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Icons of Progress

The First Corporate Pure Science Research Laboratory


It was a strange setting for what was apparently the first corporate pure science research laboratory in the United States. The year after Thomas J. Watson Sr. established the Watson Scientific Computing Laboratory in temporary quarters at Columbia University in 1945, IBM researchers moved into a former fraternity house near the campus. Here, a handful of the world’s top young scientists were busy using advanced computers to investigate everything from atomic fission to the orbit of the moon. “For the industry, the lab’s unique coupling to Columbia marked a new way of tapping into university talent and tightening connections with academe,” says Robert Buderi, author of Engines of Tomorrow, a book about the evolution of corporate research in America.

Watson’s move marked the humble yet supremely ambitious beginnings of what was to become IBM ® Research. The organization is now a premier corporate scientific research institution, with 3000 professionals in nine laboratories scattered worldwide. In the years since 1945, IBM scientists and engineers helped invent the Information Age, producing breakthroughs in fields such as information storage, semiconductor technology, database software and computer systems. Along the way, IBMers won Nobel Prizes in physics for the invention of the scanning tunneling microscope—essential for the development of nanotechnology—and for the discovery of high-temperature superconductivity, which has the potential to vastly improve the performance of electricity grids.

Other companies, such as General Electric and AT&T, had well-established corporate research and development departments when IBM announced the lab at Columbia on February 6, 1945, but they focused mostly on applied science and product development. The Watson Lab’s first director, Wallace J. Eckert, gave researchers license to pursue their interests without concerning themselves with business imperatives. “Eckert provided a wonderful degree of what I call academic freedom, even though it wasn’t technically academic,” says Gardiner Tucker, who joined the lab in 1952, and later became a director of research at IBM.

Since then, IBM has pioneered one approach to research after another. The company set up an independent research division in 1956, incorporating small labs at Columbia University in New York City and in Poughkeepsie, New York; San Jose, California; and Zurich, Switzerland. At first, IBM Research was funded primarily by corporate management. Over time, a portion of its work became more closely coordinated with and funded by the company’s product development organizations. In recent years, scientists have increasingly worked directly with clients. These so-called first-of-a-kind projects bring the latest research breakthroughs to bear on clients’ problems.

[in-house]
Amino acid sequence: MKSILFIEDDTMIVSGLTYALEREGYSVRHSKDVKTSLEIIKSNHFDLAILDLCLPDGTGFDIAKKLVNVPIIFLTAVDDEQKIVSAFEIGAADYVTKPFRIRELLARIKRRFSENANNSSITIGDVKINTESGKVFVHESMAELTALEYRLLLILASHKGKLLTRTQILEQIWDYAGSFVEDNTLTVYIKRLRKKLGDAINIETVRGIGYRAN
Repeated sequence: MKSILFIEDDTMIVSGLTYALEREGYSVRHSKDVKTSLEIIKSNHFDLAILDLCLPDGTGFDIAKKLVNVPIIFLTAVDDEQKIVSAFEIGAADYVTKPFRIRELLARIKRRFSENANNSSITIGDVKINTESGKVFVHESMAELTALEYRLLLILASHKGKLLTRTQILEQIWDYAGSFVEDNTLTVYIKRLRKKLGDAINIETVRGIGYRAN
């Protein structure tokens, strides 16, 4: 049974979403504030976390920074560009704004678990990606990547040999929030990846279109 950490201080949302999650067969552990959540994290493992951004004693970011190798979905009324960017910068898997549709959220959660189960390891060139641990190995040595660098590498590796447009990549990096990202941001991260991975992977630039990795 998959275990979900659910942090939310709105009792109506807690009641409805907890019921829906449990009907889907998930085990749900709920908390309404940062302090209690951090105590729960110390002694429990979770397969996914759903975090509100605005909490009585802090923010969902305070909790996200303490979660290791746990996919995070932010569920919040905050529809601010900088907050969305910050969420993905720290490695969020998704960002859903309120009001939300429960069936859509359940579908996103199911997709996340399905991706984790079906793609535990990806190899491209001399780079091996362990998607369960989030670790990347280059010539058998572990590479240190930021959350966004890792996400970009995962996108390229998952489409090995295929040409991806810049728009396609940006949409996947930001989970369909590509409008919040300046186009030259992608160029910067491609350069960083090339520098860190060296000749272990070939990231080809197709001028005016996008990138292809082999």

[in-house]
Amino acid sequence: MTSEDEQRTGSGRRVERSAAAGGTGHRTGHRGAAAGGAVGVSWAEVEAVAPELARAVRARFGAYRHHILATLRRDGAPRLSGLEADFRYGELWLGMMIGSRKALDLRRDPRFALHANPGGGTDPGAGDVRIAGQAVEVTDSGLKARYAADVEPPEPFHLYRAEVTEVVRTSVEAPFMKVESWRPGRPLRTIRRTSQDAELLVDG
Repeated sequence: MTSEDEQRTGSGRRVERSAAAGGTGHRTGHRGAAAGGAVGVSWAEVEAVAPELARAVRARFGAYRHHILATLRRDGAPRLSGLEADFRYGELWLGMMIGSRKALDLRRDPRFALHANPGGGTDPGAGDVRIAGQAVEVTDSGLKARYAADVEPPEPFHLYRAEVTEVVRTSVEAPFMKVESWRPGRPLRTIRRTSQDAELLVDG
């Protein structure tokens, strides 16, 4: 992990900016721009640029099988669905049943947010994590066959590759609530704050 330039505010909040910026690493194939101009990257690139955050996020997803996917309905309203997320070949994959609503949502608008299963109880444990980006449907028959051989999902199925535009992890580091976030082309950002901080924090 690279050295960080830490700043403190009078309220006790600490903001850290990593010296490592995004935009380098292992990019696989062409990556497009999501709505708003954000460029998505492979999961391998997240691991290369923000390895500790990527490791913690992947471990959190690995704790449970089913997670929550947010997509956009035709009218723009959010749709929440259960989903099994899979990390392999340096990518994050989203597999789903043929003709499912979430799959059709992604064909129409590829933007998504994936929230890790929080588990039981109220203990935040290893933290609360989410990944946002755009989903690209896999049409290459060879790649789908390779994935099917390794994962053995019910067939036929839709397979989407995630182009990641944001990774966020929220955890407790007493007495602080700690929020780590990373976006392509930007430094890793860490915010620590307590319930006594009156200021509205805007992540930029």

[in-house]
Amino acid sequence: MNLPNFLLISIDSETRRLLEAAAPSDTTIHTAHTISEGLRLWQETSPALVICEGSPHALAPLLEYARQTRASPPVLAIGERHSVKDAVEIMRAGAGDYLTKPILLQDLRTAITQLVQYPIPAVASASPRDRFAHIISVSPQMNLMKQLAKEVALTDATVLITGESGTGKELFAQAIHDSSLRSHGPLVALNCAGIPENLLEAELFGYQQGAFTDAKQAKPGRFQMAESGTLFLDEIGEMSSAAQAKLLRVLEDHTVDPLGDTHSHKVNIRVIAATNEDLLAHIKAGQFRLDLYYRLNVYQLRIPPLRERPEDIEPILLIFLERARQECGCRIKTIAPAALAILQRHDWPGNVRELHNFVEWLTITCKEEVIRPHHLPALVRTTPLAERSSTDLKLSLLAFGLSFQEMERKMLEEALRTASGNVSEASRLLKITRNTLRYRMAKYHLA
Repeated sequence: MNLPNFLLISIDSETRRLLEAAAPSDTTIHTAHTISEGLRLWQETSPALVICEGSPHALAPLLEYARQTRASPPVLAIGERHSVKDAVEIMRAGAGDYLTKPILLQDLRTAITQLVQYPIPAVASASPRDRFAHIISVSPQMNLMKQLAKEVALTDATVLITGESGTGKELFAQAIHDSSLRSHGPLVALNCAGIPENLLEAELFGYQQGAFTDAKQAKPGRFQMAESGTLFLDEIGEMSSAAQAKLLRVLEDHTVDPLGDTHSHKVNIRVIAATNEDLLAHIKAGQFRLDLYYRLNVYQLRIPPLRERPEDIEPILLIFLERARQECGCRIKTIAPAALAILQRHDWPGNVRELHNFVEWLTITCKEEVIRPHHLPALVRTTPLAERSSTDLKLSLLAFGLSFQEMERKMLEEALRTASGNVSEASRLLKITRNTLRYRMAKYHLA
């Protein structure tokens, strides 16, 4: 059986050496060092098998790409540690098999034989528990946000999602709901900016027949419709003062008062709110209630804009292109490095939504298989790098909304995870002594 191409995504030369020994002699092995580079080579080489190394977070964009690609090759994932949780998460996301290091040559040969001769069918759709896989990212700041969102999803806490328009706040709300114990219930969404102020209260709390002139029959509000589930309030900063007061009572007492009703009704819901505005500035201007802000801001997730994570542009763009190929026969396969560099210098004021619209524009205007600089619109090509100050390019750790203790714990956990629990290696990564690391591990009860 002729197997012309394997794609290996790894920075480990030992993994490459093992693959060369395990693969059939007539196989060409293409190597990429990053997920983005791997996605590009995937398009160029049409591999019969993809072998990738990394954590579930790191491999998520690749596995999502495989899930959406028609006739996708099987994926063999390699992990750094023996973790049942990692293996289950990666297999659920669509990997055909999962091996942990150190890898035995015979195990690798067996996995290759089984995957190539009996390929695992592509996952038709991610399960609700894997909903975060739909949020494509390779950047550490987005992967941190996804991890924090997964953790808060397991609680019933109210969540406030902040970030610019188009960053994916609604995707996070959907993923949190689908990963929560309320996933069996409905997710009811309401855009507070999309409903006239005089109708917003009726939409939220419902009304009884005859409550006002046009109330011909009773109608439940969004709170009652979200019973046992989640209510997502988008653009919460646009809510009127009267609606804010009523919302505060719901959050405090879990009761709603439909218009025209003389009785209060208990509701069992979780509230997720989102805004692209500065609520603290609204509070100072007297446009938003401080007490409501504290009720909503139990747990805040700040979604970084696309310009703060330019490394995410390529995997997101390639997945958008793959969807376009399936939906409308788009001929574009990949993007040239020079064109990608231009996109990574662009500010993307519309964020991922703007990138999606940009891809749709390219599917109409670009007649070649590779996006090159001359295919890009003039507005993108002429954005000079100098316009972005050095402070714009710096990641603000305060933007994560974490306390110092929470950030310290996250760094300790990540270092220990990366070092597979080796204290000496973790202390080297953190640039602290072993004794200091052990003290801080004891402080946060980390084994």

The second half of the twentieth century gave rise to a handful of great corporate research labs in the United States, including AT&T Bell Laboratories and the Xerox Palo Alto Research Center. IBM has remained committed to investing in research, even during difficult times in the mid-1990s. Since then, the goal of IBM Research has been to be vital to the company’s success. It does so by providing a dynamic mix of long-range scientific research with work that feeds cutting-edge innovations to the company’s business units.

The labs have also begun collaborating aggressively with government and university research labs worldwide. With nearly a dozen “collaboratories” in the United States, Australia, China, India, Ireland, Saudi Arabia, Switzerland and Taiwan, IBM Research can stretch its budget and gain access to some of the best minds on the planet. “The world is our lab now,” says IBM Research Director John E. Kelly III.

These days, IBM Research continues to set the technology direction for IBM and contributes to long-range corporate strategy. Through the annual Global Technology Outlook exercise, which identifies key emerging technologies, research leaders help recognize the growing importance of data analytics to businesses, governments and society. That’s one of the insights that gave birth to the IBM Smarter Planet™ agenda, which harnesses the capabilities of instrumentation, interconnectivity and intelligence to improve understanding and management of all things digital. “It was an aha! moment. We saw that analytics could allow us to take advantage of knowledge events, so we could get deep insights, be predictive and make better decisions,” says Mark Dean, an IBM Fellow who is in charge of research strategy and operations. Now, research scientists are taking the lead in discovering new technologies that are turning the Smarter Planet vision into reality.